Sponge (Today Sponge)

Effectiveness: 84 to 91 percent for women who have not given birth; 68 to 80 percent for women who have given birth (9-12 pregnancies per 100 women each year who have not given birth; 20-24 pregnancies per 100 women each year who have previously given birth).


What is it? It's small round bowl-shaped piece of synthetic sponge, containing spermicide, with a nylon loop attached to the bottom for removal.

How does it work? The sponge is a physical and chemical barrier. It physically covers the cervix and prevents sperm from entering the uterus, and the spermicide stops sperm from moving. You moisten it with water, gently squeeze the sponge, then it insert along the back wall of the vagina with the indention toward the cervix. It can be inserted up to 24 hours before sex and can be use for multiple acts of sex. It must be left in vagina for 6 to 8 hours after intercourse. To remove, you just pull the attached loop. Do not leave it in place for more than 30 hours.

STD protection: No; you will still need to use condoms if you are concerned about STDs.

Benefits: Readily available, easy to use and easy to carry. Because it can be inserted up to 24 hours before sex, it doesn't need to interrupt foreplay. It does not affect your natural hormones and can be used during breastfeeding.

Disadvantages: It should not be used if you have any vaginal bleeding, including during your period. May irritate your vagina, particularly if you are allergic to spermicide or polyurethane. If the sponge is left in too long, it creates a higher risk of yeast infection and small risk of toxic shock syndrome (as with anything left in the vagina for 24 hours or more). Some research indicates that frequent use of spermicide may increase the risk of HIV infection by irritating the vagina. Serious complications are rare, but always talk with your health care provider about risks and benefits.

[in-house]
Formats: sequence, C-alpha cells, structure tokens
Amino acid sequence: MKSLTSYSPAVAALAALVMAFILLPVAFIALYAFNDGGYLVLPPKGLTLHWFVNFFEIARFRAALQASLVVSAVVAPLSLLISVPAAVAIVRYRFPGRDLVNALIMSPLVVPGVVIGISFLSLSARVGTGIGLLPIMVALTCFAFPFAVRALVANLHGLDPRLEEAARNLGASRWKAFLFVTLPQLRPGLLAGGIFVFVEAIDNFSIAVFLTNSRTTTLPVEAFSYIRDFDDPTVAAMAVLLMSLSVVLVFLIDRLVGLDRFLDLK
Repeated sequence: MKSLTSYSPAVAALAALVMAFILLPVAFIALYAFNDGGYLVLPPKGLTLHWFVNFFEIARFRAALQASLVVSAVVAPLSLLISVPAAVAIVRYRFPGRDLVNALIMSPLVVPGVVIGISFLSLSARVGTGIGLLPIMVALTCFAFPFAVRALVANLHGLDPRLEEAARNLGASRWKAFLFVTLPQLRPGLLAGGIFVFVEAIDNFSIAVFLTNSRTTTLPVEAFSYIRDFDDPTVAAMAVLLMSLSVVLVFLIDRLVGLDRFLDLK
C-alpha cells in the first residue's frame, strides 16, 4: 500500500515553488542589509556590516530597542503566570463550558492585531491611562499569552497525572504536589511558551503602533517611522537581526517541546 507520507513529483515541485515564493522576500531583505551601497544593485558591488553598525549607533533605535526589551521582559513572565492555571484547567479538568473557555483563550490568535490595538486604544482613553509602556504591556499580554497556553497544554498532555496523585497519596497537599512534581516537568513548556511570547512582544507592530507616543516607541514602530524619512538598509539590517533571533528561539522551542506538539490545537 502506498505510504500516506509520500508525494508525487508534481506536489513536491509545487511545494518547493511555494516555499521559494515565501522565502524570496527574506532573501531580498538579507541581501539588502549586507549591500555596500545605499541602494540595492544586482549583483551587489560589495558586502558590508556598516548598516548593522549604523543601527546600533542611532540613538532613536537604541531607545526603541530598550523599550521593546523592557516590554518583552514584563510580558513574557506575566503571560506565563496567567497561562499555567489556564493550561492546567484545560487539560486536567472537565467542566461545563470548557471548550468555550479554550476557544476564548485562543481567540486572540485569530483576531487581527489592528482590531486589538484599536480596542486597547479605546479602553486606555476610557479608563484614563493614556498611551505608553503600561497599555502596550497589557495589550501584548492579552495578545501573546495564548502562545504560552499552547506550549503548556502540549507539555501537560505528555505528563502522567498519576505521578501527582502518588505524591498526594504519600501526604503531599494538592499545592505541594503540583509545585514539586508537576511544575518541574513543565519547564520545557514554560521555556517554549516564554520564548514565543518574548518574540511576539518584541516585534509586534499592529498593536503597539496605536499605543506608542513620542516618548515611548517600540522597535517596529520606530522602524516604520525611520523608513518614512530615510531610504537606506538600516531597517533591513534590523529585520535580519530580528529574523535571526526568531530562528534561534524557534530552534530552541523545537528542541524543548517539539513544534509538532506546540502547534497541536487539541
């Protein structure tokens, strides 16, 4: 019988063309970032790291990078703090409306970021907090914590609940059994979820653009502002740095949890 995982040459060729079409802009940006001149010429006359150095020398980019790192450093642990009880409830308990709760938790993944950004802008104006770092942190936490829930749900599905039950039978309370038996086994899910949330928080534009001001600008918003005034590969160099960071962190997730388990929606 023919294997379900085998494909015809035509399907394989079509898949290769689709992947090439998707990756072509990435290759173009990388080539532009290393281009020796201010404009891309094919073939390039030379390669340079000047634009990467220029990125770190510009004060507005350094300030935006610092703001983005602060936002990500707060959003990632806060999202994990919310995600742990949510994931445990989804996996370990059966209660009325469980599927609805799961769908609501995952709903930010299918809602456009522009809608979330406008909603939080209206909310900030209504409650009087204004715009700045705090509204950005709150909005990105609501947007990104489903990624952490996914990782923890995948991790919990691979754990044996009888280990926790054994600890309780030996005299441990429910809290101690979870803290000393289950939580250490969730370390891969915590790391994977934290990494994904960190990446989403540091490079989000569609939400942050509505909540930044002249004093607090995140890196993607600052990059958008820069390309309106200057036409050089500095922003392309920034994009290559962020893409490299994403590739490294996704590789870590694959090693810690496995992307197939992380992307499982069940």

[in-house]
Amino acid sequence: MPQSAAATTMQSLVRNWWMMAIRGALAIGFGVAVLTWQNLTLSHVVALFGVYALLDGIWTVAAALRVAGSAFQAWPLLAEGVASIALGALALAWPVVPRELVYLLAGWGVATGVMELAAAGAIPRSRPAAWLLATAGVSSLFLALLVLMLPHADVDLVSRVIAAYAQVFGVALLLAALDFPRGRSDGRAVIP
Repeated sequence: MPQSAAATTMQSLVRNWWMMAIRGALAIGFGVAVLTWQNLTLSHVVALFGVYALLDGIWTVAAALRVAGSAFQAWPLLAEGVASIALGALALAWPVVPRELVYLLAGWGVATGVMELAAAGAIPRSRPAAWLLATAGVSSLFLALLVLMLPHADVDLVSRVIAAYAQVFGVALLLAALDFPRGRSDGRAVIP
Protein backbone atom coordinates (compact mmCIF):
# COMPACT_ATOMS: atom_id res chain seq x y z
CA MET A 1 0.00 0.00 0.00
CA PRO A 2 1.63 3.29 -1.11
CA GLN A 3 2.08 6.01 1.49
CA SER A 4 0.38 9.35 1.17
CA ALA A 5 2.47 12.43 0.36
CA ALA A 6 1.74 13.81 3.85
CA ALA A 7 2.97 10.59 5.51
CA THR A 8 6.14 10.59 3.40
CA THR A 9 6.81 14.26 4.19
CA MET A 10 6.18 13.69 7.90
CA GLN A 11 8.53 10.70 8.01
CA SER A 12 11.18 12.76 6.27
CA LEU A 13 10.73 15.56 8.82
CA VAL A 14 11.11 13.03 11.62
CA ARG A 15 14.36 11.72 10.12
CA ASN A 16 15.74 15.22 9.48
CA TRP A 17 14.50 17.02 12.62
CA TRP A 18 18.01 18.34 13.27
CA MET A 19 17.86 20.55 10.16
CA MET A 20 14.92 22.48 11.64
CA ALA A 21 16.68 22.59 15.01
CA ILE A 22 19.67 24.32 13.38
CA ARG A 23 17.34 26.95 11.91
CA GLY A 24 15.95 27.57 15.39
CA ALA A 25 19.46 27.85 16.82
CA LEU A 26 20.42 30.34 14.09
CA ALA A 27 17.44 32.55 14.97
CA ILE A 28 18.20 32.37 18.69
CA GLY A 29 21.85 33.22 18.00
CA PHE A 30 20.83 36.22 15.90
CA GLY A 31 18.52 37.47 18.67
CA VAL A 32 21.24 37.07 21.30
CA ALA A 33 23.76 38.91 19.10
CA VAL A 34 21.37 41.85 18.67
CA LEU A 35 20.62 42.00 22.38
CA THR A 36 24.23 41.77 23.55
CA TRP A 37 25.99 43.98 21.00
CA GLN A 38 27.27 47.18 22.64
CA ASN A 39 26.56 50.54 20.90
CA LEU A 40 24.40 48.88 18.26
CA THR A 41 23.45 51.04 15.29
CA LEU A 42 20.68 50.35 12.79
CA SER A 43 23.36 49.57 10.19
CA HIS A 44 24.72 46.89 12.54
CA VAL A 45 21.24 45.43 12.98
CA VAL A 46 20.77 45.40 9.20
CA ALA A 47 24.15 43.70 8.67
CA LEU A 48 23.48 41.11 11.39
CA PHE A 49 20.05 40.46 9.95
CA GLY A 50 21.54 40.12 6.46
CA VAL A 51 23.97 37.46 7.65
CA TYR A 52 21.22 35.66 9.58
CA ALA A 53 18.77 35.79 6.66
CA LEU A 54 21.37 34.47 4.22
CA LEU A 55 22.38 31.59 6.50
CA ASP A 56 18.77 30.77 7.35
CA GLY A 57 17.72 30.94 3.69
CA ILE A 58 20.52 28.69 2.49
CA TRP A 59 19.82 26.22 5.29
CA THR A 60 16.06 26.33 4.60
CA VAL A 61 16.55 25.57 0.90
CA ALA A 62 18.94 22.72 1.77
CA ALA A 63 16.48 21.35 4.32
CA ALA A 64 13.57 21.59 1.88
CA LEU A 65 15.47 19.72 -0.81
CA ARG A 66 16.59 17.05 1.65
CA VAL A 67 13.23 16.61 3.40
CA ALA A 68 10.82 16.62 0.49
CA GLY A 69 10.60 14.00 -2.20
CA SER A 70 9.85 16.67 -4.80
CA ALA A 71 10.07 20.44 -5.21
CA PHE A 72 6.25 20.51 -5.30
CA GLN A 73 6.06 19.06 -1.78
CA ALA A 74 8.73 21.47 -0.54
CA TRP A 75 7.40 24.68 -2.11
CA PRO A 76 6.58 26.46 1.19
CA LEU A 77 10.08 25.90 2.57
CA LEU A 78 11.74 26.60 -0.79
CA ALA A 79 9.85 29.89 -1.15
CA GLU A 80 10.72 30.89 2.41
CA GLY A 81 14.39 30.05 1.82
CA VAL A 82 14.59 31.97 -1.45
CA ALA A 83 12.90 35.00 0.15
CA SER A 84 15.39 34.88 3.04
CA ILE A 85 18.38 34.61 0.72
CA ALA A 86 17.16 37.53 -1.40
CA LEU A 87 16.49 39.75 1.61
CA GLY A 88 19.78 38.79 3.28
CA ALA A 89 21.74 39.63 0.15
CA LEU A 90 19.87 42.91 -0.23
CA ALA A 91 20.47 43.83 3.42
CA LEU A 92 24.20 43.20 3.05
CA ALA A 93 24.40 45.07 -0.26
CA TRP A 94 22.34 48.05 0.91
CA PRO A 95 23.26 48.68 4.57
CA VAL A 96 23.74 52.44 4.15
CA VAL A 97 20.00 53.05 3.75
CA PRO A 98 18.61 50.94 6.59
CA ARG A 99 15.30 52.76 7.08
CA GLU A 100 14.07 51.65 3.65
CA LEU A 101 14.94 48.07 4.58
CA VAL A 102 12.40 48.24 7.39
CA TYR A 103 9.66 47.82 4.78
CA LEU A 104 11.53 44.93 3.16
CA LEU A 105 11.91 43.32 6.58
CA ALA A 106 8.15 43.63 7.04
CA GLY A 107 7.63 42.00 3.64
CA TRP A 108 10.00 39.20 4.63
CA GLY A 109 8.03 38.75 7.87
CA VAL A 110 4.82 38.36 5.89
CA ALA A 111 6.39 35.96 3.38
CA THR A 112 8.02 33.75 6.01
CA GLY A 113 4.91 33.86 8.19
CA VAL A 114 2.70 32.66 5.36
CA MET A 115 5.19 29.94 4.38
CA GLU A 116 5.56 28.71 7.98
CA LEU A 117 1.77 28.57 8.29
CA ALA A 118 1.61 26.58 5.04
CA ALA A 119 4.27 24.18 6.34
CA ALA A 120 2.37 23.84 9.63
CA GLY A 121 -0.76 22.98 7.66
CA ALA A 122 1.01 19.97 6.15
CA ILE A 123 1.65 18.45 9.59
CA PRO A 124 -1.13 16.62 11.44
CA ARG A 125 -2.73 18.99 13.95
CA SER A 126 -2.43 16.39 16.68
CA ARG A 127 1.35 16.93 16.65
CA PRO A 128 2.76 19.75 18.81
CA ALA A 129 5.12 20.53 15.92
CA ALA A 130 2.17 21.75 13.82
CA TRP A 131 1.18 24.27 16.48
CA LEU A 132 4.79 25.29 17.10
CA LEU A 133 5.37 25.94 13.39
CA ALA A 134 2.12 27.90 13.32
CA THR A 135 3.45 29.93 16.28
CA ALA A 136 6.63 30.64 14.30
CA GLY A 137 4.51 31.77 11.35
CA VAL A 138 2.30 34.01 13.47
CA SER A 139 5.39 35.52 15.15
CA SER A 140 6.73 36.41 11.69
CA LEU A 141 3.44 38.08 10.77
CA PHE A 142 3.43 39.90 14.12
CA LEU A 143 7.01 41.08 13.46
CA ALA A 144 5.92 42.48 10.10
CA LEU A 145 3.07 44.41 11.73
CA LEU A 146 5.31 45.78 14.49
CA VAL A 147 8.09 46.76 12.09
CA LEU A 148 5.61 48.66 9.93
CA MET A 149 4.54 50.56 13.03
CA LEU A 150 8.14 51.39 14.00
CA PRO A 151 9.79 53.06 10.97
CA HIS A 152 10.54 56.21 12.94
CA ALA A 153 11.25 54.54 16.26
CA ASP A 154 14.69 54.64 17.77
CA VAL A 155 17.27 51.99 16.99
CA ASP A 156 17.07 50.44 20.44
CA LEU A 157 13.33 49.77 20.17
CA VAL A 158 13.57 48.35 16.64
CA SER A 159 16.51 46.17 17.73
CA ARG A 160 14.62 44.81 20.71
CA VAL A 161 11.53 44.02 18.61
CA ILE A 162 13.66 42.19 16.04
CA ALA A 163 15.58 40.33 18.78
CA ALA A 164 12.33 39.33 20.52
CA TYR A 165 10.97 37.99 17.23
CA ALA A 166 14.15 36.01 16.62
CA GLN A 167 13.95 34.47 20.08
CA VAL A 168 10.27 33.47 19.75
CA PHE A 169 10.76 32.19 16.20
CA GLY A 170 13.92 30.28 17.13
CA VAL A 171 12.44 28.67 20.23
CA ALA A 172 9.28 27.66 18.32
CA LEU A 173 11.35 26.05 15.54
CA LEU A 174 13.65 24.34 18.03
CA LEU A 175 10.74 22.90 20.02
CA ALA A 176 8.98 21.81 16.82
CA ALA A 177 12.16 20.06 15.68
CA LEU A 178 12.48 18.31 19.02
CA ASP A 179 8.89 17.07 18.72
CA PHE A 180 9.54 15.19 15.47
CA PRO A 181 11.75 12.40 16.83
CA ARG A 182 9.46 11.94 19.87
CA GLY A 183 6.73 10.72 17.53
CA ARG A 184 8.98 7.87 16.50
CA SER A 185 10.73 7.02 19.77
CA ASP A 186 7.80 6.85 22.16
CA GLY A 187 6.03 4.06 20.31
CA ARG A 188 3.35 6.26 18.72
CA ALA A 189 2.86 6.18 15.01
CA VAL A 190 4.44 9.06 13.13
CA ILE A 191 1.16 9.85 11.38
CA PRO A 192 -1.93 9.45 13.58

Availability: Readily available at drugstores.

Cost: $9 to $15 for pack of 3.*

Notes: It's less effective for women who've given birth. Not recommended if you have had toxic shock syndrome; recently gave birth or had a miscarriage or abortion; or are allergic to sulfa drugs, polyurethane or spermicides.

* The Affordable Care Act requires insurance companies to cover with no co-pay any FDA-approved contraceptive method prescribed by your doctor, including barrier methods, hormonal methods, implanted methods, emergency contraception, female sterilization and patient education and counseling. These estimated costs apply to women who do not have insurance coverage or who work for a "religious employer," who may be exempt from providing contraceptive coverage. For details about what your insurance covers, contact your benefits coordinator or health insurance provider.

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